Thursday, September 17, 2009

Discount Variety Interviews: Tim McIntire and Brendan Boogie tonight at the CinemaSalem Cafe

This month at Discount Variety we have two good friends, Tim McIntire and Brendan Boogie. McIntire is a stalwart of the Boston scene, someone I first came into contact with when I wrote a piece about Bill Hicks for I had just moved to Boston, and McIntire e-mailed me about it and told me I should come to the Comedy Studio to see his Thursday Night Fights. That became a regular haunt for me as I covered the local scene. Brendan (I can’t bring myself to just call him “Boogie”) I met a year or so ago, and had the pleasure of playing on a show with him in February. We traded bits of Elvis Costello cover tunes waiting for our time to go on, where he gave me his great rocking pop EP Disposable Pop. See him solo acoustic at CinemaSalem CafĂ© tonight!


Brendan Boogie played bass with the Boston power pop group Scamper until they were all eaten by alligators. After being rebuilt by science, he started his own outfit Brendan Boogie and the Best Intentions. Brendan's full-length follow up to 2008's Disposable Pop EP is set to fill up your earholes with gooey goodness this December.

How long have you been playing in Boston?

I started with Scamper in September 2004. Before that, I sold my bass and rig to finance an ill-fated trip to LA to pursue a career as an obsolete reality show contestant.

What are your favorite places to play?

Junior highs and women's prisons, mostly.

Who are your favorite comedians, locally and nationally?

I find Ann Coulter hilarious. Whoever is playing her is a brilliant comic performer. Locally, I find the Jim Henson puppet they call "Mayor Menino" pretty good.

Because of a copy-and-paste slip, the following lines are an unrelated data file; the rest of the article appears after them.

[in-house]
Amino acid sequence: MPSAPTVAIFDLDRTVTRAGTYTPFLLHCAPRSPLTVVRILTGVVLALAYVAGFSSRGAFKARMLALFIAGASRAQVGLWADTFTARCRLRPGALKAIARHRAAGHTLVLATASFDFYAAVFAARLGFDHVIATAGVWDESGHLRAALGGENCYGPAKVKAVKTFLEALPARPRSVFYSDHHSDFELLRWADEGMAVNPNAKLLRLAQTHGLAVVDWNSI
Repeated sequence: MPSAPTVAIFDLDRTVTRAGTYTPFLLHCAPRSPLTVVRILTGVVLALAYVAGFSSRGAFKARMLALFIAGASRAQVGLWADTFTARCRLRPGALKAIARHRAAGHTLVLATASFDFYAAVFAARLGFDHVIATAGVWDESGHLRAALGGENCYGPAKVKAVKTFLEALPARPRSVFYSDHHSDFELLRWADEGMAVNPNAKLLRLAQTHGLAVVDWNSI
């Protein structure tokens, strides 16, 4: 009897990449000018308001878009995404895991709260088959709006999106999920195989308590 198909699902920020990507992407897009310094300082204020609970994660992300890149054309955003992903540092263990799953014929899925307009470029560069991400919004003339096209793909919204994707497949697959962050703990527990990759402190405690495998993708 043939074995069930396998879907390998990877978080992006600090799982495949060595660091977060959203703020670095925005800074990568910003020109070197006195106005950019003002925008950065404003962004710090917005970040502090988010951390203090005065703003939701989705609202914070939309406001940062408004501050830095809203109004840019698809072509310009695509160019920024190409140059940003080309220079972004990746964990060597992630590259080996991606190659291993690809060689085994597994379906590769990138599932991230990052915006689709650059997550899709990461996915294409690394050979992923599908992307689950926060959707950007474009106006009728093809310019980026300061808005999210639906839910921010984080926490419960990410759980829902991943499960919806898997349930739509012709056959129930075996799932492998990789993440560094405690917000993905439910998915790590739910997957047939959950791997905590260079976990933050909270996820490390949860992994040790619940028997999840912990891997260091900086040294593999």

What is the best comedy show you've seen?

I might have dreamed this, but I saw Tim McIntire and the Walsh Brothers open for Louis C.K. at the Comedy Studio one time. My spleen hurt from laughing so much.


Tim McIntire has been one of the most prolific comics in Boston for nearly a decade. He began his career in Colorado and honed his act on the road, working every comedy club, roadhouse, and speakeasy between California and Pennsylvania. After moving to Boston to move in with a hot girlfriend—who would eventually become his hot wife—he quickly became a fixture in the comedy scene, gaining notoriety for his Thursday Night Fights at the Comedy Studio, his edgy hosting job for the Boston Music Awards, and for his first comedy album, Poor Impulse Control.

Since that time, he's released a second album (Scatterbrain), written for Nickelodeon (Fairly Oddparents), been featured on National Public Radio (Special Edition with Tom Ashbrook), performed at several comedy festivals (Boston and Chicago), and appeared on TV (Comcast Comedy Spotlight). The Boston Globe has called him a "comic on the verge of stardom," and the Boston Herald has called him "a breakout comic to watch." He is currently seeking representation for his first novel, Suicide Lane. In the little free time he has, he likes to fish—for trout, not bass, because he went to college.

How long have you been playing in Boston?

Since 1996. I moved here, and my first gig was an open mike at Daisy Buchanans. It was such a bucket of blood that I considered moving away immediately.

What are your favorite places to play?

Well, at the risk of seeming too self-promotional (a concept musicians may be unfamiliar with), I love playing at my own club, Mottley's. I don't know how or why, but I kill there like no place else. The Comedy Studio is a blast, too. As far as non-comedy rooms go, I love doing the Lizard Lounge, even though the layout is weird for comedy.

Who are your favorite musicians, locally and nationally?

Locally, I love the Grownup Noise, the Rationales (and Dave Mirabella by himself, too), the Motion Sick, The Wrong Reasons, and my man Brendan Boogie (who in addition to being very talented is also the only guy in Boston I've been able to talk into going fishing with me). Nationally, I'm crazy about Cory Branan these days. I also love Drag the River, Scott H. Biram, and Todd Snider. I'm also on something of a Keb Mo kick. And I am a totally unrepentant, non-ironic, and lifelong Blue Oyster Cult fan.

What is the best music show you’ve seen?

Nick Cave and the Bad Seeds at the Roxy back in 1998. Transcendent. Absolutely transcendent.

No comments: